"These days, girls have tons of Barbies. I had one Barbie and one Ken when they burned. I got one more, maybe two after that. My girls have, and I am NOT exaggerating, at least 15 if not 20 different Barbies. And they really play with them, really love them. Miranda will close her room door and forbid any of us to disturb her, while she plays out elaborate stories or something in there. I would love to set up a video camera so I could see it all!

"I too remember the mean eyes! Thanks for the stroll down memory lane!" ~Dodie
Even without daughters, I knew what Dodie meant about the plethora of Barbies, because I had seen them everywhere at my friends' houses! For Ben and Sam, not so much, but there was the summer (1995 - 96) when we went to the store to pick out pool toys and I suggested Sparkle Beach Barbie and Ken. Whether or not they were waterproof, they were perfect for going to the beach or floating around in the pool or the bathtub:

As early as 1st grade I had my first Barbie, but she was a fake version of mean - eyed Barbie. Of course, Barbie never meant to look mean, it's just that her eye makeup was so badly drawn; and, believe me, however mean real Barbie looked, fake Barbie looked even meaner! By 3rd or 4th grade, I had upgraded to a new, improved fake, at which time my sister Di received a fake Midge as well as a real Skipper, both with red hair to match her own. Over the years, Barbies have become so accessible and inexpensive ($3 at the grocery store) that no one really needs a knock - off version, which I'm sure we had only because they cost less.

Skipper & Stacey

When we were a little older (5th / 6th grade), I got my first and only real Barbie and Di got a real Stacey (another one of Barbie's cool, modern cousins, I guess). We never did have any Kens; as Cisneros says, that would have been a waste of resources! But sometimes we did borrow a couple of GI Joes from my brothers and squeeze them into some of Barbie's pantsuits (cross - dressing!) and make them get married to Barbie and Stacey. Oh what fun!

Here is my beautiful, kind - eyed 1969 Barbie in her wedding dress, made by my mom, from the same fabric as my sister Peg's highschool graduation dress. You might also notice that my Barbie Case features the same "Red Flair" Ensemble worn by the Barbie of Cisneros' friend:

A few closing thoughts after reading "Barbie-Q":
My friend Diane to me: "That's a great article - it does bring it all back! I think I only had one Barbie (and probably a hand-me-down) that I dressed up in hand - made clothes that my grandmother made for us, and I built her houses out of wooden blocks. I remember building houses WAY too late in my years to be "normally" playing with dolls. And I seem to remember my younger sisters getting many more dolls and accessories than I did. But I'm not bitter. Sure wish I had some of those hand-made outfits now -- bet my grandmother had fun doing that!"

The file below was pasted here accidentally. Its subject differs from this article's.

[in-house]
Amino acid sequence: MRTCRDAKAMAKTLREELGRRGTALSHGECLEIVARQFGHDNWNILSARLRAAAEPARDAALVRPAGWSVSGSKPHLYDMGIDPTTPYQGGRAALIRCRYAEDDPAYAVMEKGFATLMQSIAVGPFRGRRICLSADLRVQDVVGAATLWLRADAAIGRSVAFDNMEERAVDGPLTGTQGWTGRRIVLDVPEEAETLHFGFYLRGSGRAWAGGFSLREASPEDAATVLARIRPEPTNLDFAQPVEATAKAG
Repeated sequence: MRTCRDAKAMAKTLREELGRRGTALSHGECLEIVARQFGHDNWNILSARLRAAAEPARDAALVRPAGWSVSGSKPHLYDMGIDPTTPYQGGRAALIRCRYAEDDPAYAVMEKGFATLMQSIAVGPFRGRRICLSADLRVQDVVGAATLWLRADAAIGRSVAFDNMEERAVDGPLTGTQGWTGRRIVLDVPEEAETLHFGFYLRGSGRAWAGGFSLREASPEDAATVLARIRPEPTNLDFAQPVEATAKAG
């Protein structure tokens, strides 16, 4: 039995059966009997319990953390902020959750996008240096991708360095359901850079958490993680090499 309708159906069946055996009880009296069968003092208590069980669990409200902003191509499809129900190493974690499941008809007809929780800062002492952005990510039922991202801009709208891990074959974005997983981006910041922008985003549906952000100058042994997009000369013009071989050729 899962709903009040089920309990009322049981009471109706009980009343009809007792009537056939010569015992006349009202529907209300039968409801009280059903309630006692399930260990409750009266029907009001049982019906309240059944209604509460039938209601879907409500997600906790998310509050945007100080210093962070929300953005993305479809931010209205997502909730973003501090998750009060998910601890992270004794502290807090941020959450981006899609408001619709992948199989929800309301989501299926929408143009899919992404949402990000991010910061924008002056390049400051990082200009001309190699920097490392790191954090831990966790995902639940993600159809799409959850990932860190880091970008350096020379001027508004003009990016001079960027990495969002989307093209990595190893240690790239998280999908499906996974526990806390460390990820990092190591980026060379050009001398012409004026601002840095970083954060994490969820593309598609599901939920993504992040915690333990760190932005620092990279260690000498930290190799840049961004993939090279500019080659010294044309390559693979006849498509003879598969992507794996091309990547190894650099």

Me to Diane: "I know my Barbie years lasted throughout 6th grade (with my friends Cyndee and Kathy) and probably into 7th & 8th. While I remember very well all the store - bought outfits from seeing them in catalogs, we didn't own any of those things. Instead, like you, we dressed our Barbies in outfits made by my grandmothers. I marvel now over the tiny stitches they made for us. How did they do it? They were way older then than I am now, and already my eyesight is so far gone, I can barely get the mending done!"

For the love of Barbie!
I sent this Barbie to Diane
after we saw "Wicked" in 2006.
Some of the subsequent Elphaba Barbies
had mean eyes, but not this one!

Other favorites:
Liddle Kiddle Kolognes from Little Brother Aaron
Honeysuckle for Me and Rosebud for Di

Liddle Kiddle Lockets from Grandma Carrie
and Penny Brite Dolls from Grandma Peggy

Disney Watches from Big Brother Dave
Alice in Wonderland for Di & Snow White for Me

Postscript from my sister Di: "I loved that Little Rosebud Kiddle. I remember smelling it constantly. Held it's scent for a long time -- maybe still -- just don't know where it got to."

My response: "Me too Di! I feel sad that I don't know where our originals are -- I copied the pictures for our perfume & locket Kiddles and the Penny Brite and the Disney watches and figurines from the internet. It's almost as good to go to google and have a walk down memory lane, looking at all the old treasures that are no longer with us in person -- but not quite. Heaven knows I've hung on to enough old stuff, but sort of wish that I'd hung on to just a bit more (a topic to be explored in greater depth next time)!

And from another Diane: "I think you may have tagged me in error, but I am glad you did. Here is my Kiddie Cologne - Lily of the Valley. It was always precious to me because it was a gift from my godfather whom I truly loved. I love lily of valley to this day b/c of this gift. As for Barbie Dolls - I had my share and would play with them for hours. I used Dixie cups and other household items as furniture.

Next Fortnightly Post
Saturday, May 28th

Between now and then, check out THRIFTSHOP BARBIE
and take a look at THE QUOTIDIAN KIT
my shorter, almost daily blog posts

Looking for a good book? Try
my running list of recent reading